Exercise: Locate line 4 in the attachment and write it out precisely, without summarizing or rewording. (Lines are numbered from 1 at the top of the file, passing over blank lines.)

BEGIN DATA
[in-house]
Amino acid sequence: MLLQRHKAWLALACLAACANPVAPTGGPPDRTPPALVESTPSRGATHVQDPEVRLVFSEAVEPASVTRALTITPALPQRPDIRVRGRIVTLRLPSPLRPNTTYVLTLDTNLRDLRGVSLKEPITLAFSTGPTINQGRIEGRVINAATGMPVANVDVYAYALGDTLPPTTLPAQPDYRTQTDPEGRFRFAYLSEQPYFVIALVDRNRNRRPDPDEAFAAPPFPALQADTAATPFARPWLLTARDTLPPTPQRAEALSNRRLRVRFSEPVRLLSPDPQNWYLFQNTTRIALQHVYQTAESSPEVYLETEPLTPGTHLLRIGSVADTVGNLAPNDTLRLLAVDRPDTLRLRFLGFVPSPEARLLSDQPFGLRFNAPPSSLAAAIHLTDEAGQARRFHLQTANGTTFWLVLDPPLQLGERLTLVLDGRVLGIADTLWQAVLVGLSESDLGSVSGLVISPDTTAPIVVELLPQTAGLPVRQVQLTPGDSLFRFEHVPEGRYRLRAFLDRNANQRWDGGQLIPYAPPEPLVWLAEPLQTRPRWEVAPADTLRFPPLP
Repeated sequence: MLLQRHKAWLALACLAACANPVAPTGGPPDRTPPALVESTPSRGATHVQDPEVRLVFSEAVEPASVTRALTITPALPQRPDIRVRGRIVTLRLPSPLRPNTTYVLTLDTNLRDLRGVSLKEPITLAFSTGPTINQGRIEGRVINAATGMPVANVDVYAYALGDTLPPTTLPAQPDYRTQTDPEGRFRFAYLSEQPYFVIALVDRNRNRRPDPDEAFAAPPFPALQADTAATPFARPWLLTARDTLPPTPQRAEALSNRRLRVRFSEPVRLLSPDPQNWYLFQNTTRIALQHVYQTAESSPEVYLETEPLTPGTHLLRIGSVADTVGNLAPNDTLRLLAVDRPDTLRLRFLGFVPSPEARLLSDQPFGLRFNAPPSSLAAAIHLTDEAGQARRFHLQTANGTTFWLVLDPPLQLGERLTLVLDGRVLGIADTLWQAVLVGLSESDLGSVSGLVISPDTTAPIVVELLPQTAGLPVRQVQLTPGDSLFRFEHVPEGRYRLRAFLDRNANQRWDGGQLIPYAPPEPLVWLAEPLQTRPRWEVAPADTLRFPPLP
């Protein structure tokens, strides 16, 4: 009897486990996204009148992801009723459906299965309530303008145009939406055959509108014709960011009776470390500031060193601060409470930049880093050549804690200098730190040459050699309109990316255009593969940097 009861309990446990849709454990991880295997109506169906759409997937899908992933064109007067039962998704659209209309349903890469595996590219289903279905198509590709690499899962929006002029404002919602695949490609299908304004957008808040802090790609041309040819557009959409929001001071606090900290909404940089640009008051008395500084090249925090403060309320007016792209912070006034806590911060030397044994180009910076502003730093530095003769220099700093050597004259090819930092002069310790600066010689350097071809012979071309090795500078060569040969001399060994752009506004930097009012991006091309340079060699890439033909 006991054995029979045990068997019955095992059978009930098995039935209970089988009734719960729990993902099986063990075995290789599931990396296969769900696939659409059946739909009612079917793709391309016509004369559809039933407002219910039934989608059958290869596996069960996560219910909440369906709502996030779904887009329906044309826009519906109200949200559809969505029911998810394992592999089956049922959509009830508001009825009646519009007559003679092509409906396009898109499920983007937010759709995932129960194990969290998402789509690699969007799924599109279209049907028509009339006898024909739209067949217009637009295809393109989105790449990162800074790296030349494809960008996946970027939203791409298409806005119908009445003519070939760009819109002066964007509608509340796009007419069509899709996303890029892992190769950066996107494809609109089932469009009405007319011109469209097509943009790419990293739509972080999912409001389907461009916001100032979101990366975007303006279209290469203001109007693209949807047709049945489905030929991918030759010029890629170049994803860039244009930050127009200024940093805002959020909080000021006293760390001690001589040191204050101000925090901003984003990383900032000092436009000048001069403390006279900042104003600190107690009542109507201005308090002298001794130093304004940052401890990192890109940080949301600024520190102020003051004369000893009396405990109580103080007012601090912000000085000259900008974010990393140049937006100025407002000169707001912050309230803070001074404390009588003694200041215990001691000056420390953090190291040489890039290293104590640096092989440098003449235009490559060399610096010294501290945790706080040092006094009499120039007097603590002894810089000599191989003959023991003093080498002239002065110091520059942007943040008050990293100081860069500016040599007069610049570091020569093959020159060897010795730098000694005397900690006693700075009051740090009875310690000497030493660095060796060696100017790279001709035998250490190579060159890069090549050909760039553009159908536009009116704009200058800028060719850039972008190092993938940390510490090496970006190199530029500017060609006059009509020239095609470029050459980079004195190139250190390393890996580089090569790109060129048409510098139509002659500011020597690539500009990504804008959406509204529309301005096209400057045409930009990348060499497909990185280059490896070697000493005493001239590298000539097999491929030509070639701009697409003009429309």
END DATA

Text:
């Protein structure tokens, strides 16, 4: 009897486990996204009148992801009723459906299965309530303008145009939406055959509108014709960011009776470390500031060193601060409470930049880093050549804690200098730190040459050699309109990316255009593969940097 009861309990446990849709454990991880295997109506169906759409997937899908992933064109007067039962998704659209209309349903890469595996590219289903279905198509590709690499899962929006002029404002919602695949490609299908304004957008808040802090790609041309040819557009959409929001001071606090900290909404940089640009008051008395500084090249925090403060309320007016792209912070006034806590911060030397044994180009910076502003730093530095003769220099700093050597004259090819930092002069310790600066010689350097071809012979071309090795500078060569040969001399060994752009506004930097009012991006091309340079060699890439033909 006991054995029979045990068997019955095992059978009930098995039935209970089988009734719960729990993902099986063990075995290789599931990396296969769900696939659409059946739909009612079917793709391309016509004369559809039933407002219910039934989608059958290869596996069960996560219910909440369906709502996030779904887009329906044309826009519906109200949200559809969505029911998810394992592999089956049922959509009830508001009825009646519009007559003679092509409906396009898109499920983007937010759709995932129960194990969290998402789509690699969007799924599109279209049907028509009339006898024909739209067949217009637009295809393109989105790449990162800074790296030349494809960008996946970027939203791409298409806005119908009445003519070939760009819109002066964007509608509340796009007419069509899709996303890029892992190769950066996107494809609109089932469009009405007319011109469209097509943009790419990293739509972080999912409001389907461009916001100032979101990366975007303006279209290469203001109007693209949807047709049945489905030929991918030759010029890629170049994803860039244009930050127009200024940093805002959020909080000021006293760390001690001589040191204050101000925090901003984003990383900032000092436009000048001069403390006279900042104003600190107690009542109507201005308090002298001794130093304004940052401890990192890109940080949301600024520190102020003051004369000893009396405990109580103080007012601090912000000085000259900008974010990393140049937006100025407002000169707001912050309230803070001074404390009588003694200041215990001691000056420390953090190291040489890039290293104590640096092989440098003449235009490559060399610096010294501290945790706080040092006094009499120039007097603590002894810089000599191989003959023991003093080498002239002065110091520059942007943040008050990293100081860069500016040599007069610049570091020569093959020159060897010795730098000694005397900690006693700075009051740090009875310690000497030493660095060796060696100017790279001709035998250490190579060159890069090549050909760039553009159908536009009116704009200058800028060719850039972008190092993938940390510490090496970006190199530029500017060609006059009509020239095609470029050459980079004195190139250190390393890996580089090569790109060129048409510098139509002659500011020597690539500009990504804008959406509204529309301005096209400057045409930009990348060499497909990185280059490896070697000493005493001239590298000539097999491929030509070639701009697409003009429309």